The 2010 Draft Class Standouts


The Houston Astros minor league spring training camp is in full swing now and the Astros have a very promising crop of minor leaguers who will begin their first full year in the Astros farm system. This group includes last year’s first round draft pick Delino Deshields Jr., Austin Wates, Ariel Ovando, Mike Kvasnicka, Mike Foltynewicz, and Ben Heath. While these six players are years away of making an impact at the major league level they are players to keep an eye on in 2011, and possess an abundance of talent that could see these guys shoot threw the system at a rapid pace.

Delino Deshields Jr.

The High school outfielder from Atlanta was taken number 8 overall in last year’s draft. While projected to be a first rounder, Deshields was considered by many to be an overdraft at number 8. The Astros stated that they see Deshields projecting more as a second baseman than as a center fielder. His ceiling could be as high as a 10-20 homer guy that hits for average and stills 50 plus bases. He was considered one of the quickest players in last year’s draft coupled with an athletic build that suggests that he can make the transition to second base. With the high ceiling also comes a low floor. There’s the possibility that he could not stick at second base, which would expose a below average arm in the outfield. It has also been reported that he has had dedication issues and not putting forth his full effort all the time in the past. As witnessed this offseason with his DUI charge he also has a lot of maturing to do before he progresses through the system.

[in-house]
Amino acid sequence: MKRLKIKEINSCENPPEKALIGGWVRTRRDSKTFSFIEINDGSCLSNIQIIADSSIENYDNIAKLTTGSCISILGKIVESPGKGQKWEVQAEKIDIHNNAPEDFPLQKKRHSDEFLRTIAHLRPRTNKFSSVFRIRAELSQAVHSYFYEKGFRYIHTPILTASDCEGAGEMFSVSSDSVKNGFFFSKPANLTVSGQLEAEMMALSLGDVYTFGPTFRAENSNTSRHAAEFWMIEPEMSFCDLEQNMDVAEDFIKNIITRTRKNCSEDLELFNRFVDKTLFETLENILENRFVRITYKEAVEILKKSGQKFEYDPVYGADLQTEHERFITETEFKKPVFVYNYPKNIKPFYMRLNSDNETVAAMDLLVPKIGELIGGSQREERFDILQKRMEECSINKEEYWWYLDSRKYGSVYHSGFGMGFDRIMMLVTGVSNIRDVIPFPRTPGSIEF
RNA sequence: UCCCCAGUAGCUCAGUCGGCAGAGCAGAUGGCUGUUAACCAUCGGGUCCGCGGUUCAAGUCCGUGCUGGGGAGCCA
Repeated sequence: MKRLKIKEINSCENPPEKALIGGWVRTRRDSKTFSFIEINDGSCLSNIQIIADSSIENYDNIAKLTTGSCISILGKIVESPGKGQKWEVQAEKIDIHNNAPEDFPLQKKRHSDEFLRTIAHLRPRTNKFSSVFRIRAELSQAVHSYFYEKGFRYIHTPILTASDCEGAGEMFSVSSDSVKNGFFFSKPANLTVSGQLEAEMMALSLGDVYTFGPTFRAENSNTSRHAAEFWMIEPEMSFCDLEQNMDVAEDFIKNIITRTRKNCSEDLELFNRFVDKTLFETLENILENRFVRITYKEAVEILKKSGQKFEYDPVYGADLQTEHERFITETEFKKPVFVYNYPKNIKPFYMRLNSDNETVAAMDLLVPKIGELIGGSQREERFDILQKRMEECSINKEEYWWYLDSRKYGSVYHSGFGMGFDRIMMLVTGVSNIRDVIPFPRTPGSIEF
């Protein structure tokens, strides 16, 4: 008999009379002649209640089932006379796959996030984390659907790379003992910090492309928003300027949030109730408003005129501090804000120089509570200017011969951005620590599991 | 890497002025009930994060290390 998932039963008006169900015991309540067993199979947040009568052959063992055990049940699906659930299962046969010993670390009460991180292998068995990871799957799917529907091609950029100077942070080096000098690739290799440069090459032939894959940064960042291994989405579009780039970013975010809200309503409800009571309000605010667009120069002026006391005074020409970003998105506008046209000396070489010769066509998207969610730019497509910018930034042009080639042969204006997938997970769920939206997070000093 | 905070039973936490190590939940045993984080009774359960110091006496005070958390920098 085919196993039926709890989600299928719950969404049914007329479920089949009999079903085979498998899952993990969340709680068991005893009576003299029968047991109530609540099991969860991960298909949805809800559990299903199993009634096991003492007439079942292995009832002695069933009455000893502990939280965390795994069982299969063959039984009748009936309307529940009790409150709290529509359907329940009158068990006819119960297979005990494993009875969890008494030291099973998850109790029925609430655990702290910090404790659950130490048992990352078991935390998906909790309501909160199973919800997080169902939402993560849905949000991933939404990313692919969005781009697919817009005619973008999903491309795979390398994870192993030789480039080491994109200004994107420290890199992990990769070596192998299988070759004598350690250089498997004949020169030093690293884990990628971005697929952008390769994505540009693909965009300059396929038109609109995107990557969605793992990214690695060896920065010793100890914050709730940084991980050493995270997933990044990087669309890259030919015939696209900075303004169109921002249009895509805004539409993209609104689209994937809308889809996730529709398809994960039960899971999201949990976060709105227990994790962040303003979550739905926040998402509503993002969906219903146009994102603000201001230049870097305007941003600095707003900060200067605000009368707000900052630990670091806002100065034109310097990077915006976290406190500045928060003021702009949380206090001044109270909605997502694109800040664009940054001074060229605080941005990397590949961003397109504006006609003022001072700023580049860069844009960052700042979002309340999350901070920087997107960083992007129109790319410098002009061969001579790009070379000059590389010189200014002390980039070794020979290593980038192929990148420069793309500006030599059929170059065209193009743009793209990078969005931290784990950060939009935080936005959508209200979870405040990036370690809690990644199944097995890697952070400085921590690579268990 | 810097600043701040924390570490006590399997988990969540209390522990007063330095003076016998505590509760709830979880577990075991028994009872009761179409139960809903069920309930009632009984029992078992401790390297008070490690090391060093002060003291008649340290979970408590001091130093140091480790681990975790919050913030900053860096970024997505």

How quickly Deshields moves through the organization will depend on how quickly he is able to transition from center to second base. The projected offensive side of his game would rank him as an above average second baseman with the potential to be a superstar, but his defense and maturity are big question marks that still need to be answered before he is granted elite prospect status. He is definitely a player to watch this year to see just how quickly he comes around.

Austin Wates

Austin was drafted last year in the third round as a sophomore in college. The outfielder profiles as a player who should hit for a high average throughout the organization with decent speed and the ability to be a decent defensive outfielder. Weaknesses in Wates game seem to be a lack of power, and the arm strength to hold down an outfield position. There were rumors last year that the Astros had considered trying to transition him into a second baseman as well, but it appears that he is still viewed as an outfielder within the organization so far. Wates is the type of player that could move through the organization quickly due to the fact that his bat is already pretty advanced. The biggest question mark in his game thus far is where he will play in the field.

Ariel Ovando

While Ovando was not drafted last year he was signed on july 2nd, and thus is included in this list. The Astros signed Dominican outfielder Ariel Ovando last season for a 2.8 million dollar signing bonus. Ovando is a 16 year old rightfielder who has demonstrated plus power and above average arm strength. The left handed hitting outfielder has the raw talents to become a future superstar. However due to the fact that he has not played a game stateside yet, he still has a low ceiling due to the fact that it is unknown how his skill-set will play against professional competition. Still Ovando will be a very interesting player to watch this year, and could shoot up the prospect rankings with a good showing at a very young age.